It’s often forgotten that prior to 2005, there were no World Cup Finals. Season titles were claimed at various times and venues when the last race of each discipline was held. Somewhere in there, the overall would be clinched, occasionally in the absence of the victor’s presence. Not very dramatic.
These days, thanks in large part to some enterprising Swiss from Lenzerheide, the World Cup Finals, as we know them today, bring all the contenders together, male and female, to create a collective finish line for the season. It’s got sporting drama … and some. This year, the titles that remain undecided include men’s overall, GS and super G. On the women’s side, the overall, slalom, and downhill remain in play.
And now for the “and some” part. The rules state that if a race cannot be held due to weather, it’s canceled. No alteration will be made to the calendar. That has been a prickly subject over the years. As designers of the “finals” concept, Lenzerheide has been something of semi-permanent home for the event since 2005. This will be the sixth. (In even years, finals are typically held at the venue where the world championship will be held the following year.) In the five previous editions, the notoriously unpredictable spring weather in this region has played a major role in the outcome of titles.
In 2013, all the speed races were canceled for both men and women. In 2011, Lindsey Vonn hit a fevered pitch when she pulled ahead of eventual overall winner Maria Hoefl-Riesch, of Germany, after the downhill. Her lead was 27 points. Then, the fog moved in, forcing cancellation of the super G and GS, disciplines where she ranked better than the German.
Abiding the “no-changes” rule, they held the final slalom even though Marlies Schild had already clinched that title. They did not replace it with the giant slalom, a title that was still live. Hoefl-Riesch, the better slalom skier, closed the gap and won the overall by three points. Vonn was incensed and made it known. Still, imagine the German’s rage had the slalom been replaced by a GS or super G, and you can understand why no changes are made to the calendar. That more time is not allotted to hold the final four races for both genders is another story for another time.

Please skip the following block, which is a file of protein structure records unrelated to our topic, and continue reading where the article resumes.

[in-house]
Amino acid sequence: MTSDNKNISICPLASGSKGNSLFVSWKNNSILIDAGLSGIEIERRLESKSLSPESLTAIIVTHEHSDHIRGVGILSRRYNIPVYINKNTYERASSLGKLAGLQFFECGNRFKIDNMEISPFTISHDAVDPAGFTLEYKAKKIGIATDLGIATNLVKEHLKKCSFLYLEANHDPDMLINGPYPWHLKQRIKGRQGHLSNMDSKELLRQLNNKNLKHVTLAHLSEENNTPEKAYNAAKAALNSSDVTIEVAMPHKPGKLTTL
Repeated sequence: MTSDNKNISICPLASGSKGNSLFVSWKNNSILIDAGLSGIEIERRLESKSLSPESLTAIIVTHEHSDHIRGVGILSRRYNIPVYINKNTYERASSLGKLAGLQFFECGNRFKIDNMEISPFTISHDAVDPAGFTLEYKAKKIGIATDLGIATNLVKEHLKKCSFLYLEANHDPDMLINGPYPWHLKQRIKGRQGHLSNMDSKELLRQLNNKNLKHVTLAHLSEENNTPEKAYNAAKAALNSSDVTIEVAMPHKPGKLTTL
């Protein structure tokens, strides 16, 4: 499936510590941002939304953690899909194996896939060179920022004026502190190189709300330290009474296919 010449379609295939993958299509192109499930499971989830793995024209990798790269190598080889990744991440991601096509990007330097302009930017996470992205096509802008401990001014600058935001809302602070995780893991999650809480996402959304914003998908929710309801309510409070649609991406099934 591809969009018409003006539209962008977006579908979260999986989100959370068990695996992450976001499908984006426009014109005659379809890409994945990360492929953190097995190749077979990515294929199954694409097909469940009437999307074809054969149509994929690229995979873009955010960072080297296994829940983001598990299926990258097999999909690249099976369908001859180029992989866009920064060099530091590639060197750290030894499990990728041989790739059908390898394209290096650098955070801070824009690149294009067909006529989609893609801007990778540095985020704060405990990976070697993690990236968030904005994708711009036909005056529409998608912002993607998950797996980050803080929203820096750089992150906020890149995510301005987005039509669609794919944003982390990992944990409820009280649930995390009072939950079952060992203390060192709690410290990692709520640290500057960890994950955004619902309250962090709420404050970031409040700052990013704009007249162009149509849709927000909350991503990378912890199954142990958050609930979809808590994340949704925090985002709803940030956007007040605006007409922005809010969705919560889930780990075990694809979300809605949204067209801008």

As for 2021, be prepared for drama. Snow and wind forced cancellation of the downhill training for men and women Tuesday. A strong northerly wind in the upper part of the course carried 90 centimeters of snow into some parts of the track and completely covered the safety nets. They will try everything for Wednesday, but they know chances of success are slim with another 40-50 cm of snow forecasted along with more high winds. Both men’s and women’s training runs are scheduled for tomorrow morning, followed by races in the afternoon, an ambitious schedule in the best of weather.
Much at stake Switzerland tomorrow:
Both Swiss women Corinne Suter and Lara Gut-Behrami trail but could overtake standings-leader Sofia Goggia, of Italy, for the downhill title. Goggia injured her knee a month ago free skiing down after the race was canceled in Garmisch. The injury forced her to miss the last two downhill races including the world championship, where she could be seen hobbling around on crutches.
Somewhat miraculously, Goggia has shown up to defend her lead. She has not let on as to the kind of condition she is in, but happy to remind people of her fabric and her propensity to speak in prose. She had only this to tell me via text: “Momento Audere,” a Latin phrase coined by Italian poet Gabriele D’Annunzio meaning “remember to dare.” No doubt she will.
If she can muster eighth or better, the title is hers. Gut-Behrami will need to win, but even then she will need Goggia to finish outside the top 15 and Suter to finish third or worse. For Suter, it’s second or better to have a chance, but she will require Gut-Behrami to finish behind her, and Goggia to land ninth or worse.
If it’s canceled, Goggia will win the downhill title and Gut-Behrami will lose a likely opportunity to chip away at the 96 points by which she trails Petra Vlhova, of Slovakia, in the overall, with Lindsey Vonn watching from home saying, “been there.”
For the men, a cancellation would seem all the more cruel. Marco Odermatt, of Switzerland, trails Alexi Pinturault, of France, by 31 points in the overall. This is the skier who missed the parallel event due to Covid. He was wearing Bib 31 when the first of two downhills in Kitzbuehel got called official, but were over after Bib 30. He finished 10th in the second downhill there. Then, the first of two downhills in Saalbach was canceled altogether, but he finished fifth in the second. It’s hard to imagine the 23-year-old would not be leading the standings without those omissions.
As these two approach the finish line of the season — Pinturault who skis all disciplines but downhill while Odermatt skis all but slalom — a cancellation tomorrow would mean a season of seven downhill races versus 11 slalom races assuming the final slalom is contested. None of this would have mattered 50 years ago, when all the greats skied all the disciplines. These days the overall has its imperfections.
Perhaps the only thing without a blemish is Swiss hero Beat Fuez. He hasn’t been outside the top 10 in more than three years and 33 races. He needs only to finish eighth to secure his fourth-consecutive downhill title to tie a record held by legend Franz Klammer. A podium would pull him even with Klammer’s 40 podium finishes as well. If the race is canceled, he wins. Only Austria’s Matthias Mayer has a mathematical shot of winning, which will require him to finish second or better and Feuz to have one of his worst performances in over three years.
All of which is to say, one way or another, there will be at least one Swiss celebrating tomorrow. That you can bank on.